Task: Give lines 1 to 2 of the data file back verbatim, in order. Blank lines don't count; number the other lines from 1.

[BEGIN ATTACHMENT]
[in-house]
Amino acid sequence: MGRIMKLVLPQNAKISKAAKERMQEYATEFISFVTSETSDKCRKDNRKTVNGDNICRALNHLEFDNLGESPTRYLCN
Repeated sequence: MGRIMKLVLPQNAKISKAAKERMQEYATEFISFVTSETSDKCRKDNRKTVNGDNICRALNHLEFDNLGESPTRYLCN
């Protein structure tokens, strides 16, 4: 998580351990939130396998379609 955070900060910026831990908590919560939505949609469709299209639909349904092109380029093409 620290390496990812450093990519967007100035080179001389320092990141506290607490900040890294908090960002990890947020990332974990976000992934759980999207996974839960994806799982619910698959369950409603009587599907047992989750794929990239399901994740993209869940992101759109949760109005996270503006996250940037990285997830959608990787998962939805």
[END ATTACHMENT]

[in-house]
Amino acid sequence: MGRIMKLVLPQNAKISKAAKERMQEYATEFISFVTSETSDKCRKDNRKTVNGDNICRALNHLEFDNLGESPTRYLCN